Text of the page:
Let's just have a moment of awww for how cute this is. We always liked Ringo for his big, goofy nose. But now, we're going with the crowd. Paul McCartney really is the cutest Beatle, at least until someone digs up Ringo's math homework from third grade.

McCartney's only real mistake here was starting a sentence with a conjunction in an English class. English teachers are often wrongly hung up on this non-error. Great writers have started sentences with conjunctions for at least as long as English teachers have been slinging red pens. It's not worth arguing the point with the teachers, though, because they're the ones who have the power to give out the points that count toward one's grade.

Thursday, September 24, 2009

Slightly Pornographic

At least it is thus for some members of SPOGG: an inside look at the life and times of a New Yorker copy editor, Ms. Mary Norris, who has been with the magazine for 31 years.

Our favorite quote:

"The thing I like most about my job is that it draws on my entire background. I know a little Italian and Greek that sometimes come in handy. I once caught a mistake in Middle English (in a piece by Andrew Porter yet)—the only time my graduate degree has ever had a practical use. I know the name of the airport in Cleveland, and that can be useful when you’re reading a piece of fiction by a Southern writer who is making things up about northern Ohio. It’s redemptive to have a practical use for the arcana of Roman Catholicism."

Wednesday, September 23, 2009

Look, Ma! We Make Stupid Puns

Oh, for peat's sake. We don't want to get bogged down with tiny things in the face of such an interesting story, but it's "wicker," not "whicker," unless the man is half horse.
'Whicker Man' tomb to yield Bronze Age secrets, say scientists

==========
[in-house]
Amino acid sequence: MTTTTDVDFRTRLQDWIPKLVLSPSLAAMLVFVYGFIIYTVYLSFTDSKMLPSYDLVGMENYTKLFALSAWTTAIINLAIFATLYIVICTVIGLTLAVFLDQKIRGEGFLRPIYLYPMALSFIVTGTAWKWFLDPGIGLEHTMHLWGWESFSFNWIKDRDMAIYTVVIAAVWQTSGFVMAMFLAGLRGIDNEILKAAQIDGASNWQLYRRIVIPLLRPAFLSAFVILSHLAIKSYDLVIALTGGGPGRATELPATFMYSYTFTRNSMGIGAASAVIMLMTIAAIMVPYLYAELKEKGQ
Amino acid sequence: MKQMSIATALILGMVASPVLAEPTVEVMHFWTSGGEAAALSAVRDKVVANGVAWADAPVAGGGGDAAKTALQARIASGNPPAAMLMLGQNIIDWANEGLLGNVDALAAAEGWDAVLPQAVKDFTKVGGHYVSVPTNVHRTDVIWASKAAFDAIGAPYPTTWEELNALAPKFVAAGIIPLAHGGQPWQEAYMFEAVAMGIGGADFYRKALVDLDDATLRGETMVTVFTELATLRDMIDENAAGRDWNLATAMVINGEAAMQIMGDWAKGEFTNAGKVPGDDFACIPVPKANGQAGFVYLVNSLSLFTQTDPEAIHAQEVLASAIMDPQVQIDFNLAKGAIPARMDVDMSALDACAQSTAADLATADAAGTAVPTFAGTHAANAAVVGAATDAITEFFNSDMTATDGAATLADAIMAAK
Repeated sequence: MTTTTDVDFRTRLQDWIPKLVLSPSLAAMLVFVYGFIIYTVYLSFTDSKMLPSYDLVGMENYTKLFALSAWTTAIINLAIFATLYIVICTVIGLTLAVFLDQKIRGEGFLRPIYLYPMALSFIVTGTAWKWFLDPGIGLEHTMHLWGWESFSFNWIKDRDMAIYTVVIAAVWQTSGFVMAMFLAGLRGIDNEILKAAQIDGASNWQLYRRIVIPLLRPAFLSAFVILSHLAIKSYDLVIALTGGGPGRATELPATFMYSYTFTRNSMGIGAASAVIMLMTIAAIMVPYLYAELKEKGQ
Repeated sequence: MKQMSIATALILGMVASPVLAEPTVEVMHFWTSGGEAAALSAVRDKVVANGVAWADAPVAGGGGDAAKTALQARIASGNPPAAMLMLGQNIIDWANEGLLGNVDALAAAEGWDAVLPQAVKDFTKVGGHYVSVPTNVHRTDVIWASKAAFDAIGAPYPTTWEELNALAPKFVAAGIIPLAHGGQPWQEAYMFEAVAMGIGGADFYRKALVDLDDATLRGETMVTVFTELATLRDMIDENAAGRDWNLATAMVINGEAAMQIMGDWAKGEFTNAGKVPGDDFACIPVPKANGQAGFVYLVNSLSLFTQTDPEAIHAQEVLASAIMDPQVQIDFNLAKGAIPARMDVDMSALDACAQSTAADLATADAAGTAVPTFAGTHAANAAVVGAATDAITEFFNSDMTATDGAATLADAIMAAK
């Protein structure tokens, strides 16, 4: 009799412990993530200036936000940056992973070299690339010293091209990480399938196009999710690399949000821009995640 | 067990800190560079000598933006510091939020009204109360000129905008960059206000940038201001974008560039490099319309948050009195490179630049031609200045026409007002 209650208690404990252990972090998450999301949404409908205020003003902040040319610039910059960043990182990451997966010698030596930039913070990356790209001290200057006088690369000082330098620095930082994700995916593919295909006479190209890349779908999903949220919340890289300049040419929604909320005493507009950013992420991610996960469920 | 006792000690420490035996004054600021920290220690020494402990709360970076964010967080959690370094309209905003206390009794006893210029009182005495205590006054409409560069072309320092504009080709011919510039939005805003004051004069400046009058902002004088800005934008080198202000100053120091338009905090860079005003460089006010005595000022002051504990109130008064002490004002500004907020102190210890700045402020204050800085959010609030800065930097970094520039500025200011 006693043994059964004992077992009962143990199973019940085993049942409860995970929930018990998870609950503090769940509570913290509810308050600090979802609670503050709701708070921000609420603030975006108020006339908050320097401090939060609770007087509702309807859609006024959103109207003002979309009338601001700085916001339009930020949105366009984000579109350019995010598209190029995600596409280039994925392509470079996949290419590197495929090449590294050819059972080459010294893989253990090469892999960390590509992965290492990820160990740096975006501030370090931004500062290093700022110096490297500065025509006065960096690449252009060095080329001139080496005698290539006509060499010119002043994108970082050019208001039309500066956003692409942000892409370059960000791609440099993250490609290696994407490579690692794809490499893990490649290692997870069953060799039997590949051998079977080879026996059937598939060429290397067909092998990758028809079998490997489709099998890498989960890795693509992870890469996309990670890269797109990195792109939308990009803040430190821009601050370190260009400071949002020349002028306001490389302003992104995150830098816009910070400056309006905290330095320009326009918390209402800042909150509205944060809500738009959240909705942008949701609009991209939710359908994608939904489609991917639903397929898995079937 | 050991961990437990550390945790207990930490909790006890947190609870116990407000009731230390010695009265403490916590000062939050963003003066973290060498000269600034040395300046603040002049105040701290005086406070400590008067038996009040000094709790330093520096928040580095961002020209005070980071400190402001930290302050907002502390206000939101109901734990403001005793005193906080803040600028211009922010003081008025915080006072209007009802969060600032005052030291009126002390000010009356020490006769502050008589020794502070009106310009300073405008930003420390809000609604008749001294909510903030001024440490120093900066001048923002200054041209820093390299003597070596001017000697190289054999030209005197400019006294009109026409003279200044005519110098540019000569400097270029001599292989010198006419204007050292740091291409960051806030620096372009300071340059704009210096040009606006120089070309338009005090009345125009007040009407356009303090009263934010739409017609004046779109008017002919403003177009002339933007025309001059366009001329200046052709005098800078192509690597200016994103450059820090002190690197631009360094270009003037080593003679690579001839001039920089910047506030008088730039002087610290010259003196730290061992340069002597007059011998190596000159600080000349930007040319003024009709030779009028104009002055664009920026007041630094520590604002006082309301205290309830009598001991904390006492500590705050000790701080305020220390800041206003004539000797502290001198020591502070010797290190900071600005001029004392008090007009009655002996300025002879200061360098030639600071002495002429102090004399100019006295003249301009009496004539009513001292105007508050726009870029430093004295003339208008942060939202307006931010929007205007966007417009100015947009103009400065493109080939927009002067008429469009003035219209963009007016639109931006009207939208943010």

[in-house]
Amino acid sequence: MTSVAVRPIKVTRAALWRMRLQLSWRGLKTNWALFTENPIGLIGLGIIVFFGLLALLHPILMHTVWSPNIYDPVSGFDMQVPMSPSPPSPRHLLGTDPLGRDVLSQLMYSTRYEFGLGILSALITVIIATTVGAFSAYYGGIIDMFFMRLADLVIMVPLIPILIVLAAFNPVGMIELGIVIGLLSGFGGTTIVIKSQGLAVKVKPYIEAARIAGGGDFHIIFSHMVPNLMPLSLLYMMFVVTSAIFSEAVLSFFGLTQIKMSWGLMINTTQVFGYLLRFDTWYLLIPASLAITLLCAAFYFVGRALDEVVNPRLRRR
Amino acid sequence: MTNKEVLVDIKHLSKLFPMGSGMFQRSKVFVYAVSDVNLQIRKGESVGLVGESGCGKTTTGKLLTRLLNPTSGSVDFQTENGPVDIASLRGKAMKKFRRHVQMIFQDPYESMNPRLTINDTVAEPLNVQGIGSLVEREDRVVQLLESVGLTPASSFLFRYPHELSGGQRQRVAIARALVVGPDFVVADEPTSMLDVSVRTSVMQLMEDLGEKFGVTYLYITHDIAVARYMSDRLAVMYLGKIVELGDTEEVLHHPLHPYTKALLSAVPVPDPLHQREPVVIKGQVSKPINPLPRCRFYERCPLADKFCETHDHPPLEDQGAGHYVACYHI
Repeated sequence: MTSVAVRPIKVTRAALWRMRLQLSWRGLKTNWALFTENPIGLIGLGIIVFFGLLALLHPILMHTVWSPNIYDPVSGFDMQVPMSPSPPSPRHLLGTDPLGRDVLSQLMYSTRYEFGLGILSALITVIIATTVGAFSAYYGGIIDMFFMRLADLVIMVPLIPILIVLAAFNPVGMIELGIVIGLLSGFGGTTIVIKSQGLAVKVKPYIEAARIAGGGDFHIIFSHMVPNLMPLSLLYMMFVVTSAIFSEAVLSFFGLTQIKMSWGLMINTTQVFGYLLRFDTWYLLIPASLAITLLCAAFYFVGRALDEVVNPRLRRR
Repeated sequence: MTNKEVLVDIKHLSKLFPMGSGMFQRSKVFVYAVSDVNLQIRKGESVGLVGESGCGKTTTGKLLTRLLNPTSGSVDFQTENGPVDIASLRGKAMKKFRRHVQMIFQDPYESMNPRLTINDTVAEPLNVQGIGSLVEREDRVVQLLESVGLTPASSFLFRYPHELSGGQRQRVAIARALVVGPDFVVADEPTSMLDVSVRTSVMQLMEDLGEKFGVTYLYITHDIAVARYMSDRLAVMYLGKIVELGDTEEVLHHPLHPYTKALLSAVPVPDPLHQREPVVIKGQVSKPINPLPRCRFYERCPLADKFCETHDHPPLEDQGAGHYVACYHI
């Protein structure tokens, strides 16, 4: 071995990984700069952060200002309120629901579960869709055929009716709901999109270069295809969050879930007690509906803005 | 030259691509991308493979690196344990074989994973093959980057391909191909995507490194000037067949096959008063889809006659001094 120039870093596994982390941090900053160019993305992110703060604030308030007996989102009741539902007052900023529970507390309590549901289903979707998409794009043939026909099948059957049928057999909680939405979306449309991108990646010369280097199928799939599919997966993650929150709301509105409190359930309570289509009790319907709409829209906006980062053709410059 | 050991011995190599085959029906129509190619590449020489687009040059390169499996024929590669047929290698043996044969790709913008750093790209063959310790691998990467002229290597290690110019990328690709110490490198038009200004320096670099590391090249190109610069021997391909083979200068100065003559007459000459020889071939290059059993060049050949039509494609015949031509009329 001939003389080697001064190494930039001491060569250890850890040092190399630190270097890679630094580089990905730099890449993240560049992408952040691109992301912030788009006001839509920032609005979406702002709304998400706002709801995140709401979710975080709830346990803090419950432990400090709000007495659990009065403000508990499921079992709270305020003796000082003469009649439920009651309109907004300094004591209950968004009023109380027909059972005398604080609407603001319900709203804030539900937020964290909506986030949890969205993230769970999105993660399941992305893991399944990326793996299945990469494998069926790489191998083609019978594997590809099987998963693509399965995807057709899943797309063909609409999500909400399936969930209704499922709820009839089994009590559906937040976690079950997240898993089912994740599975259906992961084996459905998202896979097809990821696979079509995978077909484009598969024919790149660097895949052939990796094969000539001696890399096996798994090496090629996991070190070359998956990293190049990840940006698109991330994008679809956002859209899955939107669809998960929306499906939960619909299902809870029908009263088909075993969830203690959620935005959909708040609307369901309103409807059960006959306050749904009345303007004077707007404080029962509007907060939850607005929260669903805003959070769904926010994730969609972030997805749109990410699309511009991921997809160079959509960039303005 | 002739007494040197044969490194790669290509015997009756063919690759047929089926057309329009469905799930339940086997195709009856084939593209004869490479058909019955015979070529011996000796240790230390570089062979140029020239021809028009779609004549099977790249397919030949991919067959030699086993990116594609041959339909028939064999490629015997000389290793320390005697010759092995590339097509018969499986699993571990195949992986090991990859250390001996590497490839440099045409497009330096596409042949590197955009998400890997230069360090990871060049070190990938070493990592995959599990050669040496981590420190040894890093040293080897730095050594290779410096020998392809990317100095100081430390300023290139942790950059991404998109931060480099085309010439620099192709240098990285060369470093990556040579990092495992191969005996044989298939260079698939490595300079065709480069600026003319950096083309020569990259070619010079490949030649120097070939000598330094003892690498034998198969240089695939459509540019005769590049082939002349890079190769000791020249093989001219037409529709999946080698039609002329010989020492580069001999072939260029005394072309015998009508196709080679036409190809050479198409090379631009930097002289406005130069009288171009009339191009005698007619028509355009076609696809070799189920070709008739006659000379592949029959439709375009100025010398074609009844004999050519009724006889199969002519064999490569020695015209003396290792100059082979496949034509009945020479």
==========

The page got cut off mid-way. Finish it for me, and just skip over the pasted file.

19 September 2009

HUMAN remains uncovered at a burial site in the Highlands are extremely rare and could provide new information about Bronze Age life, experts say.

The site was discovered in February when landowner Jonathan Hampton was using a mechanical digger to clear peat from Langwell Farm, Strath Oykel, in Sutherland.

He found a substantial stone cist (tomb) containing a skeleton that archaeologists believe was partially wrapped in animal hide or was wearing furs. A wicker basket lay over its face. Read the rest.

Thanks to Sue for the link.

Tuesday, September 22, 2009

Oh, Really, Greta Van Suspectpunctuation?

Explain the apostrophe, then, madam.

Thanks to Barbara Card Atkinson for the screen shot.

Monday, September 21, 2009

National Punctuation Day


National Punctuation Day is Thursday; how will you celebrate?

SPOGG's planning to use every punctuation mark from A-Z in this post, something that seemed like a good idea a few minutes ago, but now seems sort of silly--especially after the blatant exclamation-point-abuse in our opening sentence. "Did we really start a post with OMG," we wonder.

A quick review of the punctuation marks we've highlighted thus far: exclamation point, semicolon, question mark, apostrophe, en-dash, comma, em-dash, quotation marks, hyphen, colon... and now ellipsis. What are we missing?

Oh, that's right. The virgule. A punctuation mark/50-cent word. Happy National Punctuation Day!

Do let us know if we've forgotten anything. It is Monday, after all.